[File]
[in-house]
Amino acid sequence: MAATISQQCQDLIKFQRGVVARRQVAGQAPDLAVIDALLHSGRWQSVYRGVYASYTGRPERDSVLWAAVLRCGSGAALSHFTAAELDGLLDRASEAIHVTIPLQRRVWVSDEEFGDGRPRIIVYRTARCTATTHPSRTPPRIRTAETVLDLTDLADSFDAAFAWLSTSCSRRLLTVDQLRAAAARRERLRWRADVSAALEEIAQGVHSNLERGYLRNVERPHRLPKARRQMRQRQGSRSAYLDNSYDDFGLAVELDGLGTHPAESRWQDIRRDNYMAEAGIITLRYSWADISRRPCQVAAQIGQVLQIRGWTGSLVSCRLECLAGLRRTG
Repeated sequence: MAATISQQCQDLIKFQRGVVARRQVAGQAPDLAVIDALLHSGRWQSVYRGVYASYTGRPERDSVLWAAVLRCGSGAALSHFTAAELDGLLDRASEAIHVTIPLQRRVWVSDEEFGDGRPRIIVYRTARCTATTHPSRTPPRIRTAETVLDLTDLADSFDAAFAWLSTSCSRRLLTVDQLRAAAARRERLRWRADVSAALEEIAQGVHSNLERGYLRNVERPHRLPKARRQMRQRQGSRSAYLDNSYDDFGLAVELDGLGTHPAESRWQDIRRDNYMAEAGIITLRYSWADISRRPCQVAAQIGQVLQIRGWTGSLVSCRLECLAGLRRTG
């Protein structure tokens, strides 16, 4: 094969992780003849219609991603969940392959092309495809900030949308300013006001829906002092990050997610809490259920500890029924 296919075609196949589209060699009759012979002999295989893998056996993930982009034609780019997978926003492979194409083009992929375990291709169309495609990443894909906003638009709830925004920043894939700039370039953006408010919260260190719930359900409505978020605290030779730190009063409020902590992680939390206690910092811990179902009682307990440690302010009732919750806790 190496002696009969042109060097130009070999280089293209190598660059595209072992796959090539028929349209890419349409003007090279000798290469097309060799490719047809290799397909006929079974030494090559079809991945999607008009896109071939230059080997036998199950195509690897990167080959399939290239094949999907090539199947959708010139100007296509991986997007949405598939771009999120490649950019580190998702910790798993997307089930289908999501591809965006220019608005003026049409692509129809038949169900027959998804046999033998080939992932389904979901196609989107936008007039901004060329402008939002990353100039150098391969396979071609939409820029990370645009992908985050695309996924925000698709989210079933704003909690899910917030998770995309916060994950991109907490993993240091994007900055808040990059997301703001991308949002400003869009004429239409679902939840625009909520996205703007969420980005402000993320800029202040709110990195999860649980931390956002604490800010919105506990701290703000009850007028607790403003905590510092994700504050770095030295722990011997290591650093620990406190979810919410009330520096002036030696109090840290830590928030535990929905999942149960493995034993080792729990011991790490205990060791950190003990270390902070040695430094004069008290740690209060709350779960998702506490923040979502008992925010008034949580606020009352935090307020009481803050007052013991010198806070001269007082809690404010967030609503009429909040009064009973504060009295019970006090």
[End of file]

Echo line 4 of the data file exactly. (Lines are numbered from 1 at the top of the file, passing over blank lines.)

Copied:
């Protein structure tokens, strides 16, 4: 094969992780003849219609991603969940392959092309495809900030949308300013006001829906002092990050997610809490259920500890029924 296919075609196949589209060699009759012979002999295989893998056996993930982009034609780019997978926003492979194409083009992929375990291709169309495609990443894909906003638009709830925004920043894939700039370039953006408010919260260190719930359900409505978020605290030779730190009063409020902590992680939390206690910092811990179902009682307990440690302010009732919750806790 190496002696009969042109060097130009070999280089293209190598660059595209072992796959090539028929349209890419349409003007090279000798290469097309060799490719047809290799397909006929079974030494090559079809991945999607008009896109071939230059080997036998199950195509690897990167080959399939290239094949999907090539199947959708010139100007296509991986997007949405598939771009999120490649950019580190998702910790798993997307089930289908999501591809965006220019608005003026049409692509129809038949169900027959998804046999033998080939992932389904979901196609989107936008007039901004060329402008939002990353100039150098391969396979071609939409820029990370645009992908985050695309996924925000698709989210079933704003909690899910917030998770995309916060994950991109907490993993240091994007900055808040990059997301703001991308949002400003869009004429239409679902939840625009909520996205703007969420980005402000993320800029202040709110990195999860649980931390956002604490800010919105506990701290703000009850007028607790403003905590510092994700504050770095030295722990011997290591650093620990406190979810919410009330520096002036030696109090840290830590928030535990929905999942149960493995034993080792729990011991790490205990060791950190003990270390902070040695430094004069008290740690209060709350779960998702506490923040979502008992925010008034949580606020009352935090307020009481803050007052013991010198806070001269007082809690404010967030609503009429909040009064009973504060009295019970006090």